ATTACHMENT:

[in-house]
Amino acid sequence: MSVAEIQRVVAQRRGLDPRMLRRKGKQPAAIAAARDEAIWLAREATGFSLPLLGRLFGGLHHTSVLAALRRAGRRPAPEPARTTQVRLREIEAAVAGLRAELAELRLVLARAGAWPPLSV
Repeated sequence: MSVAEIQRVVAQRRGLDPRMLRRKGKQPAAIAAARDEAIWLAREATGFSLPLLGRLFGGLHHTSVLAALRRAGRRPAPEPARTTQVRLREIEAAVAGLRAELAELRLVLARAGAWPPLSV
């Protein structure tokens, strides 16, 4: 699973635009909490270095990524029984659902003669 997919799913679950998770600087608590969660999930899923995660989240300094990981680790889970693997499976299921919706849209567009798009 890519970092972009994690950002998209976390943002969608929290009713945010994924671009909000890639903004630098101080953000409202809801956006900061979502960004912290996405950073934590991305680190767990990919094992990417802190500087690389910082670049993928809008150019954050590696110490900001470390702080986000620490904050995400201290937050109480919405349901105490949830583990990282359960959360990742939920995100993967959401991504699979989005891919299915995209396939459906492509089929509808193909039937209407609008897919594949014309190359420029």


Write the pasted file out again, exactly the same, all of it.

[in-house]
Amino acid sequence: MSVAEIQRVVAQRRGLDPRMLRRKGKQPAAIAAARDEAIWLAREATGFSLPLLGRLFGGLHHTSVLAALRRAGRRPAPEPARTTQVRLREIEAAVAGLRAELAELRLVLARAGAWPPLSV
Repeated sequence: MSVAEIQRVVAQRRGLDPRMLRRKGKQPAAIAAARDEAIWLAREATGFSLPLLGRLFGGLHHTSVLAALRRAGRRPAPEPARTTQVRLREIEAAVAGLRAELAELRLVLARAGAWPPLSV
């Protein structure tokens, strides 16, 4: 699973635009909490270095990524029984659902003669 997919799913679950998770600087608590969660999930899923995660989240300094990981680790889970693997499976299921919706849209567009798009 890519970092972009994690950002998209976390943002969608929290009713945010994924671009909000890639903004630098101080953000409202809801956006900061979502960004912290996405950073934590991305680190767990990919094992990417802190500087690389910082670049993928809008150019954050590696110490900001470390702080986000620490904050995400201290937050109480919405349901105490949830583990990282359960959360990742939920995100993967959401991504699979989005891919299915995209396939459906492509089929509808193909039937209407609008897919594949014309190359420029």